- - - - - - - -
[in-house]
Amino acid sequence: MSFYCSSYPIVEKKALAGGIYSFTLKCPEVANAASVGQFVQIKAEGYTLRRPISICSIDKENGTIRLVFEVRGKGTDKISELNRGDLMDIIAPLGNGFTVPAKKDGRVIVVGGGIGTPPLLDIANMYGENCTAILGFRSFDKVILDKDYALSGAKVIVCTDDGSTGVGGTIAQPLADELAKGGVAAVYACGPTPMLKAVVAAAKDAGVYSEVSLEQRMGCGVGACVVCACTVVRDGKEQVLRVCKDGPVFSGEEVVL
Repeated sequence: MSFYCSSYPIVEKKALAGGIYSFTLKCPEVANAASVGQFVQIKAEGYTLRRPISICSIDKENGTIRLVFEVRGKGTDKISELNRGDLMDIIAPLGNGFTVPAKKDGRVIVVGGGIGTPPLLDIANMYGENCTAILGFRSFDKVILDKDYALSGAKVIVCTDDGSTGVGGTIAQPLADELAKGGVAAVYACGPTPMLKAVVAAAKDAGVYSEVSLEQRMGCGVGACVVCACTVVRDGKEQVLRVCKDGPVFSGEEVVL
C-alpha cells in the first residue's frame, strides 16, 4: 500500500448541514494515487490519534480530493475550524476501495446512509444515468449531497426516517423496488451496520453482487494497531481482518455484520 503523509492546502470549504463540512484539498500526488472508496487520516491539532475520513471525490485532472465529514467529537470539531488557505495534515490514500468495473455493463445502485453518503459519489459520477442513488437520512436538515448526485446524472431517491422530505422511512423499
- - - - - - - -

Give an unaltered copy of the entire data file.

[in-house]
Amino acid sequence: MSFYCSSYPIVEKKALAGGIYSFTLKCPEVANAASVGQFVQIKAEGYTLRRPISICSIDKENGTIRLVFEVRGKGTDKISELNRGDLMDIIAPLGNGFTVPAKKDGRVIVVGGGIGTPPLLDIANMYGENCTAILGFRSFDKVILDKDYALSGAKVIVCTDDGSTGVGGTIAQPLADELAKGGVAAVYACGPTPMLKAVVAAAKDAGVYSEVSLEQRMGCGVGACVVCACTVVRDGKEQVLRVCKDGPVFSGEEVVL
Repeated sequence: MSFYCSSYPIVEKKALAGGIYSFTLKCPEVANAASVGQFVQIKAEGYTLRRPISICSIDKENGTIRLVFEVRGKGTDKISELNRGDLMDIIAPLGNGFTVPAKKDGRVIVVGGGIGTPPLLDIANMYGENCTAILGFRSFDKVILDKDYALSGAKVIVCTDDGSTGVGGTIAQPLADELAKGGVAAVYACGPTPMLKAVVAAAKDAGVYSEVSLEQRMGCGVGACVVCACTVVRDGKEQVLRVCKDGPVFSGEEVVL
C-alpha cells in the first residue's frame, strides 16, 4: 500500500448541514494515487490519534480530493475550524476501495446512509444515468449531497426516517423496488451496520453482487494497531481482518455484520 503523509492546502470549504463540512484539498500526488472508496487520516491539532475520513471525490485532472465529514467529537470539531488557505495534515490514500468495473455493463445502485453518503459519489459520477442513488437520512436538515448526485446524472431517491422530505422511512423499